The Industry Standard J101 also envisages a design life of 20 years for offshore structures, as opposed to a guaranteed life.

The CA provided a helpful summary of the rules of contractual interpretation in order to determine what the contract between the parties actually required. It cited two key principles:

  • “…that the question is what a reasonable person having all the background knowledge which would have been available to the parties would have understood…” (quoted from Chartbrook Ltd v Persimmon Homes Ltd [200] UKHL 38 at paragraph 82); and
  • “The resolution of a construction issue is an iterative process. It involves checking each of the rival meanings against the other provisions of the document and investigating its commercial consequences” (paragraph 83).

Applying these principles, the CA overturned the TCC’s decision and held that:

  • If the contract required an absolute warranty of quality, one would expect to find it in clause 8.1, not “tucked away in the Technical Requirements” as paragraphs 3.2.2.2 (2) and 3b.5.1 were.
  • The warranty in clause 8.1 (x) was not an absolute warranty, but was qualified by the phrase “as determined in accordance with the Specification using Good Industry Practice”. This warranty therefore required the use of reasonable skill and care and compliance with J101, but did not impose any form of warranty as to the length of operational life.
  • A reasonable person in the position of EON and MTH would know that the normal standard required in the construction of offshore wind farms was compliance with J101, which would be expected, but not guaranteed, to produce a design life of 20 years. 
  • Taking an iterative approach to paragraphs 3.2.2.2 (2) and 3b.5.1 of the TRs, it would be nonsensical to view them as overriding all the other provisions of the contract in order to convert the obligation to provide a structure with a guaranteed lifetime of 20 years.

Thus, MTH was not liable for the costs of the remedial works.

In deciding EON’s appeal, the CA allowed the appeal on the basis that MTH had breached two other contractual obligations, but on the facts these breaches had not caused loss to EON, so only nominal damages were awarded.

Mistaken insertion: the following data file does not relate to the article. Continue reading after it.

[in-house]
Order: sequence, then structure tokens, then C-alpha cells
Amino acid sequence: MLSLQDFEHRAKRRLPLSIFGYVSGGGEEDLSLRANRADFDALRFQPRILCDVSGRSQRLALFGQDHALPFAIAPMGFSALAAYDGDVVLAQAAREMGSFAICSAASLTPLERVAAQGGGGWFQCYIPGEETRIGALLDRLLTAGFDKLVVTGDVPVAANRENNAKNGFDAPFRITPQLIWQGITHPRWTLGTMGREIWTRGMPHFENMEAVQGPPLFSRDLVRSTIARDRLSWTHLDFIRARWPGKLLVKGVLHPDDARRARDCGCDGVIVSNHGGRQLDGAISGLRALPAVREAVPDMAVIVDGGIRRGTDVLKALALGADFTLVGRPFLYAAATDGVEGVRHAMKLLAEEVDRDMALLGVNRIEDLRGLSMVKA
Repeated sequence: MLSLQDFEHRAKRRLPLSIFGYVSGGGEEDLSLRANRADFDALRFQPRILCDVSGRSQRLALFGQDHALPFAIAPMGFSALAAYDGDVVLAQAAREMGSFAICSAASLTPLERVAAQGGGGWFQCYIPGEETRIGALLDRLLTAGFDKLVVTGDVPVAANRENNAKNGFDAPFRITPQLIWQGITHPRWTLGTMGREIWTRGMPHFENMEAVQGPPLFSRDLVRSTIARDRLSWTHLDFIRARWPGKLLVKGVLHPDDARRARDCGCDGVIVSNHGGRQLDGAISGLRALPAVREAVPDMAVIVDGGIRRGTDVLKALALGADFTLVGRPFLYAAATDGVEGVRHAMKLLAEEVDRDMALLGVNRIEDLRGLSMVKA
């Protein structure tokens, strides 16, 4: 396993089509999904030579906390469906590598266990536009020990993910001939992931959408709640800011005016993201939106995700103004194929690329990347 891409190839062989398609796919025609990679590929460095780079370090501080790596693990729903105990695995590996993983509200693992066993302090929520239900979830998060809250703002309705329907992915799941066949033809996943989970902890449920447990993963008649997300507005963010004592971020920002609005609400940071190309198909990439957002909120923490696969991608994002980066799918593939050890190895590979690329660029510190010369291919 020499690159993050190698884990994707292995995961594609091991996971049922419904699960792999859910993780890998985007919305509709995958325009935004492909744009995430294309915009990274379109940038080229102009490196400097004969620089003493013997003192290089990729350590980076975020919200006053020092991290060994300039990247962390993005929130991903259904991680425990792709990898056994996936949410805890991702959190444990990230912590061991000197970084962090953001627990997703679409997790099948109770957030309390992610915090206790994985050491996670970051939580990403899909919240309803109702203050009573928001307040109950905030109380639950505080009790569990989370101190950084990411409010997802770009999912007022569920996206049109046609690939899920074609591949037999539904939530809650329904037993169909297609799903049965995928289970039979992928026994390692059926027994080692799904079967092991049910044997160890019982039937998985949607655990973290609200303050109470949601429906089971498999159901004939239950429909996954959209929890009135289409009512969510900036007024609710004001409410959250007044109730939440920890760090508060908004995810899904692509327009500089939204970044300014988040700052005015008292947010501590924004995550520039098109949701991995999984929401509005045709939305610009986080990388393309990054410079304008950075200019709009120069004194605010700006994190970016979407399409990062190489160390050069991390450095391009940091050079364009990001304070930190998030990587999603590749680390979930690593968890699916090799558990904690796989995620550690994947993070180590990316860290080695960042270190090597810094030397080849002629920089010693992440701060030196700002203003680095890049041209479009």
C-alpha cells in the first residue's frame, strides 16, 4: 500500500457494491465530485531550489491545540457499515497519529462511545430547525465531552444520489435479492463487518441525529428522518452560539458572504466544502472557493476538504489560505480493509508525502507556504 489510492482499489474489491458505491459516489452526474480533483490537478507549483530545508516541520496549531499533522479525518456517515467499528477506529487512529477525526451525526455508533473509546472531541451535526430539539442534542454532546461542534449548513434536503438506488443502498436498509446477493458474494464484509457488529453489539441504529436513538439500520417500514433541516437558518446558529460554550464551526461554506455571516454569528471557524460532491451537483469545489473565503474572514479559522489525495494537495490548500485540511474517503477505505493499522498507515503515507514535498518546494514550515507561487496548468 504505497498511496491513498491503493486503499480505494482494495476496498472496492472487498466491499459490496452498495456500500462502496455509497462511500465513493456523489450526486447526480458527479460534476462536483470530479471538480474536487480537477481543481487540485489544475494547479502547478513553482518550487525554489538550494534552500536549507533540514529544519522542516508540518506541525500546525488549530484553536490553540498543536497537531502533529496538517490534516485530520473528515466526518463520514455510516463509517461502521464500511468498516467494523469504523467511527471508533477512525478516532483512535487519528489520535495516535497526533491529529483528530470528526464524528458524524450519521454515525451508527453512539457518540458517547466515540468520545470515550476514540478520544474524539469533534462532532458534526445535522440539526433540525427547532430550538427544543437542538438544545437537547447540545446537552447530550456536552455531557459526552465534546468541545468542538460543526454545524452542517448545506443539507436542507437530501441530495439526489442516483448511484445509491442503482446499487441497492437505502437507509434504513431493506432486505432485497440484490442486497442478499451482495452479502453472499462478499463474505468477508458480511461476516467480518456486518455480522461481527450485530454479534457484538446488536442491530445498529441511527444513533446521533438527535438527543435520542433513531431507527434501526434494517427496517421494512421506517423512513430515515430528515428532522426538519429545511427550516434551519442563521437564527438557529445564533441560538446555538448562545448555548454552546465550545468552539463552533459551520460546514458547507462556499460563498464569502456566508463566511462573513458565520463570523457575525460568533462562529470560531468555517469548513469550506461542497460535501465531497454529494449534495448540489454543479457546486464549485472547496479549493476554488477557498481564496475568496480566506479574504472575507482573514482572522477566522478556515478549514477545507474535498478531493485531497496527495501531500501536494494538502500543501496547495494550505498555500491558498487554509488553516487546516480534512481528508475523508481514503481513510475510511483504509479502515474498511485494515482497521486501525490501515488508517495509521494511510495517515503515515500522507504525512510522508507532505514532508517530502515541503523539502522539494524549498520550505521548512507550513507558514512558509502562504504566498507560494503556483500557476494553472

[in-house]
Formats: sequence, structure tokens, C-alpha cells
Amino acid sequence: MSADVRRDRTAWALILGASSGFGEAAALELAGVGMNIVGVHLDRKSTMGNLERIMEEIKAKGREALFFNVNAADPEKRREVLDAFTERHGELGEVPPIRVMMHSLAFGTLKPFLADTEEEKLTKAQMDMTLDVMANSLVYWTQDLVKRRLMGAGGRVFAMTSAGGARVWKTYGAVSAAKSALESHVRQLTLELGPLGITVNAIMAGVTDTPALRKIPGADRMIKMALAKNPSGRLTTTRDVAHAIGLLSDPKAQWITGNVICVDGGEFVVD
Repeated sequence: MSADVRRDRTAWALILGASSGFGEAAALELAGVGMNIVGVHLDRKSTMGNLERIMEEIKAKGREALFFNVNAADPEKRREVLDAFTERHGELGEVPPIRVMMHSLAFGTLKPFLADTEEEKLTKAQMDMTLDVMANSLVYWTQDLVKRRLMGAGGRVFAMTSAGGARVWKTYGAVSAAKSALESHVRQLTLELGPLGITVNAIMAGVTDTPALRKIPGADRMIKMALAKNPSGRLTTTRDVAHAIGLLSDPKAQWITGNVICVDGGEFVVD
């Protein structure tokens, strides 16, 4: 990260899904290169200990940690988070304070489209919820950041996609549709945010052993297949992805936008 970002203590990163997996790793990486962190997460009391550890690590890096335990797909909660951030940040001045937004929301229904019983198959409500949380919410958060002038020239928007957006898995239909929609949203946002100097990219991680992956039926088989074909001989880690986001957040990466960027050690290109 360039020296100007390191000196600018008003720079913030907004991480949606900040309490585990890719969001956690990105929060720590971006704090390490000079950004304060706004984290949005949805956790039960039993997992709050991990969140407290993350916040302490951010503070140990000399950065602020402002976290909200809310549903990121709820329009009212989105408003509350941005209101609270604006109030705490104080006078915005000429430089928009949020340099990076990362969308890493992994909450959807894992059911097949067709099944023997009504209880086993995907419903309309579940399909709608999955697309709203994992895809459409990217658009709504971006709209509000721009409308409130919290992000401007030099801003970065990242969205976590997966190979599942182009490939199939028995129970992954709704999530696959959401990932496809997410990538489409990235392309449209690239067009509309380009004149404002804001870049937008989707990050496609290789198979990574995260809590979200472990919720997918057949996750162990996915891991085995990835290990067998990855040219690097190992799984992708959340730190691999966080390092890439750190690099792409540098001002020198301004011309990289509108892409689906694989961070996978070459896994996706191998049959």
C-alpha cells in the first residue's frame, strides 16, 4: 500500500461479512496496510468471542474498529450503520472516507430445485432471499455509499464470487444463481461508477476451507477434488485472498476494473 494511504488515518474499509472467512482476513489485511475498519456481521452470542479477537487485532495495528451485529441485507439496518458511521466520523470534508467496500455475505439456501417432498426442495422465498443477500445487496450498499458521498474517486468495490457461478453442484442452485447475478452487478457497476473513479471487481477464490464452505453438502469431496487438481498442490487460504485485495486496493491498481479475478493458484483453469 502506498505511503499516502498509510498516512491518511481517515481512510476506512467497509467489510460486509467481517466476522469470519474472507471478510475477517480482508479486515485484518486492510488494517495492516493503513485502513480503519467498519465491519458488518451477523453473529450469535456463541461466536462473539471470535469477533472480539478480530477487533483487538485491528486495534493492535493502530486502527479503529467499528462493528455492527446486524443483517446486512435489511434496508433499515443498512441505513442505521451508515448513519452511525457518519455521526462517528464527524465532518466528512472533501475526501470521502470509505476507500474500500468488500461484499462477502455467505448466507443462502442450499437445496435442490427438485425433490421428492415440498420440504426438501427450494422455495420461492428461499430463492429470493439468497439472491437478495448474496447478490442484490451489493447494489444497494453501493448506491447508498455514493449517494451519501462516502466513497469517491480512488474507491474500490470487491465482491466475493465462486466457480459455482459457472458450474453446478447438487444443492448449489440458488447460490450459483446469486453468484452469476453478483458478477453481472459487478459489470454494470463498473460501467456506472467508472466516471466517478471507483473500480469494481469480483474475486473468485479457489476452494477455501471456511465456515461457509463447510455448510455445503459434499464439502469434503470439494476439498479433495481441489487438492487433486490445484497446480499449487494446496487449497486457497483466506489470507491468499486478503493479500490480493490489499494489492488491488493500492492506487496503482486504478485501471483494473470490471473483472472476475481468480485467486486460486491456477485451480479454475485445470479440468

Lessons for parties to construction contracts

Careful attention must be given to the wording of warranties in construction contracts. Parties should take care to ensure that obligations are clear – taking the above example, clarity in drafting could have resolved the tension as to whether the contractor was required to produce a design life of 20 years, or an operational life of 20 years. This requirement is especially critical where the technology is relatively new, as in the case of offshore wind farms. Further, parties should ensure that terminology is used consistently across contract documents, so as to avoid uncertainty as to what an obligation is.

The above CA decision represents a pragmatic interpretation of a contract from the perspective of the “reasonable person”. Parties during the contract negotiation phase should ensure that they understand the nature and scope of a warranty as to quality. That understanding will then allow both employers and contractors to properly price and negotiate the risks in the project accordingly and avoid future uncertainty and cost.

Osborne Clarke’s construction specialists regularly work with clients during both the pre-contract and post-contract stages to ensure that risks, including those related to design warranties, are identified and managed. Clients benefit from Osborne Clarke’s Project Counsel service which provides a tailored ongoing solution to risk management during construction projects with the objective of managing risk and working towards dispute avoidance. For more information contact one of Osborne Clarke’s construction Partners Jonathan Brooks or Matthew Heywood.